Trauma – Shoulder Muscle and Ligament Damage
The rotator cuff is one of the most important components of the shoulder, and is comprised of 4 muscles and tendons, that hold the bones of the shoulder joint together.
As it is one of the most used parts in the body, it is highly susceptible to muscle and tendon tears caused by trauma, overuse or aging. Both muscle and tendon tears present similar symptoms such as swelling, bruising, weakness, limited motion and a clicking or popping sound.
Minor tears often heal on their own, however larger tears with persistent symptoms often require physiotherapy or surgery.
- Shoulder exercises – Orthopaedic surgeon, Dr James Mclean may prescribe a series of shoulder strengthening exercises.
- Anti-inflammatory medication – prescribed to reduce pain and swelling.
Types of Muscular and Ligament Damage in the Shoulder
Rotator Cuff Strain / Supraspinatus Tendon Tear
A tear to any of the four rotator cuff muscles in the shoulder, often caused by over stretching or rapid twisting of the joint (common to racket sports and any sports that involve throwing such as cricket).
Best diagnosed with either an ultrasound or MRI scan.
- Sudden pain in the shoulder sometimes accompanied by a tearing feeling.
- Pain radiating down into the arm
- Difficulty sleeping on the arm
- Signs of shoulder impingement (pinching between the ball and socket of the shoulder joint when moving the arm above head height.)
- Pain gradually increasing over time
- Weakness in the shoulder
Reduce the pain and inflammation allowing the rotator cuff tear to heal followed by rehabilitation consisting of mobility, strengthening and functional sport specific exercises.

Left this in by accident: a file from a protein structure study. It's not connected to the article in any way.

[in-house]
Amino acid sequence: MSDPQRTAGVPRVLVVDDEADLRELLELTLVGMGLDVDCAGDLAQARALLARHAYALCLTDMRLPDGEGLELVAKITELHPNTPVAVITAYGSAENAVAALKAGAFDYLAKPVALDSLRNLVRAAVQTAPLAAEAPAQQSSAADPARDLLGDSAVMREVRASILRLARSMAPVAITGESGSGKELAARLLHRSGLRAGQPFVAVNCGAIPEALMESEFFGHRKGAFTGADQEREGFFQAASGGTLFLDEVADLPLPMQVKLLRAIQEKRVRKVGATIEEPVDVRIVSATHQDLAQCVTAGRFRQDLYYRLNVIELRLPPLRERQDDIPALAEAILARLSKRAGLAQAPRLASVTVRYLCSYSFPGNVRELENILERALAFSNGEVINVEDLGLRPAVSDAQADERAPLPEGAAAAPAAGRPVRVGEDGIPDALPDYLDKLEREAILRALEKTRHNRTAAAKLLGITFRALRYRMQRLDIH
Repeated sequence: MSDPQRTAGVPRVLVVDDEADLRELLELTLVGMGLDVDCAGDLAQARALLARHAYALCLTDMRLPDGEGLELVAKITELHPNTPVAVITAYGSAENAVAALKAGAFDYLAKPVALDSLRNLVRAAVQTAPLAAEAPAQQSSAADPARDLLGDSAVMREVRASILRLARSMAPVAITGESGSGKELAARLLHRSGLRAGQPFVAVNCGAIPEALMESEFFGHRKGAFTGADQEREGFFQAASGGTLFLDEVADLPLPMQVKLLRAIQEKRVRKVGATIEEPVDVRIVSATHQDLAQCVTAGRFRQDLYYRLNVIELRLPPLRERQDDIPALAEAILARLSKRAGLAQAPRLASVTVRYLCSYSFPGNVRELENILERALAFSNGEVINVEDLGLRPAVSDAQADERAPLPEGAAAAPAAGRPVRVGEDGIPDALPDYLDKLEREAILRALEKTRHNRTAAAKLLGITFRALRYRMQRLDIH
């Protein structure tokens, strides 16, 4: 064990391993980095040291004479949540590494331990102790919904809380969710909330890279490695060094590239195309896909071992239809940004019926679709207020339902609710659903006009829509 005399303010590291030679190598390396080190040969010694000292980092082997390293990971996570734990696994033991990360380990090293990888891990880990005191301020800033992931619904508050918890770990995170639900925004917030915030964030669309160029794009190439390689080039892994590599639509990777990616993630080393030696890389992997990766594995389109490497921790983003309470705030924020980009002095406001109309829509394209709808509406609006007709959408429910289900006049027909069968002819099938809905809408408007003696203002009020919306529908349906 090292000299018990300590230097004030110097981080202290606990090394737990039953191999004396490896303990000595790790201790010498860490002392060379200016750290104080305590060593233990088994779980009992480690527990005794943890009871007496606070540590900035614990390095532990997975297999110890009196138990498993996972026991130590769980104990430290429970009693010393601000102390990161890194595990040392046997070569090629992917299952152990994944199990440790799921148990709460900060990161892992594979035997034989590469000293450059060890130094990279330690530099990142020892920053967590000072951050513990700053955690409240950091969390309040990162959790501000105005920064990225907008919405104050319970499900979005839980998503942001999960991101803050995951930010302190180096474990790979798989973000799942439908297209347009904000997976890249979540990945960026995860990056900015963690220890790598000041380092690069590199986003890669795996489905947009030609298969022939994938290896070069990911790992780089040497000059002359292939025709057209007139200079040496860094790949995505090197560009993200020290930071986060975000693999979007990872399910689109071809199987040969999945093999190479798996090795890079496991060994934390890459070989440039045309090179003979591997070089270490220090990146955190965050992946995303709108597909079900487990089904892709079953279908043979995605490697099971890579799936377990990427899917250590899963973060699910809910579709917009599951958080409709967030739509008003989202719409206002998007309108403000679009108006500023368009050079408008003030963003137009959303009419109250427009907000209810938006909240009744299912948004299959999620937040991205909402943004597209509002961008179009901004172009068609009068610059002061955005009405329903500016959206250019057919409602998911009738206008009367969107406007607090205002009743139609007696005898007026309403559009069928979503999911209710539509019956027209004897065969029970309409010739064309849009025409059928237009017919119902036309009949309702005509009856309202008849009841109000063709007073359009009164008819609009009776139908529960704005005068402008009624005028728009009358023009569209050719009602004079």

It is recommended that you rest the arm – often a sling is used to immobilise the shoulder.
In some cases, where the tear is severe or you have a complete rupture, rotator cuff surgery may be necessary – this surgery is often done arthroscopically, but depending on the injury type may be done as open surgery using sutures and bone anchors. The goal of the surgery is to relieve pain and return your shoulder to optimal function.
Recovery time varies depending on your individual situation, and are discussed in more detail here.
Glenoid Labrum Tear
A tear to the fibrous ring of tissue which attaches to the rim of the glenoid shallow hold or socket of the shoulder blade (scapula) where the ball of the arm bone (humerus) sits. Glenoid labrum tears may often occur with other shoulder injuries, such as a dislocated shoulder. Often caused by repetitive overhead throwing, lifting or catching heavy objects below shoulder height or falling onto an outstretched arm.
- Pain in the shoulder joint
- Increased pain with overhead activities or when the arm is held behind the back
- Shoulder weakness and instability with specific tenderness over the front of the shoulder
- Pain upon resisted flexion of the biceps or bending the elbow
It is recommended to rest the shoulder and apply cold therapy to reduce pain and inflammation. Additionally, you may be prescribed anti-inflammatory medication.
A comprehensive and gradual rehabilitation program with be required to restore the shoulder to full function.
In the case of unstable injuries, surgery will be required to reattach the labrum to the glenoid and any underlying causes contributing to the injury should be addressed.
The shoulder will usually be kept in a sling for 3-4 weeks after surgery, and full mobility may take up to 3-4 months.
Shoulder Dislocation / Shoulder Instability
Where the upper arm bone (humerus) pops out of the shoulder joint, or where the humerus partially comes out of the joint and back in again (subluxation). When the shoulder dislocates, it causes significant damage to the surrounding soft tissue, i.e. muscles, tendons and ligaments.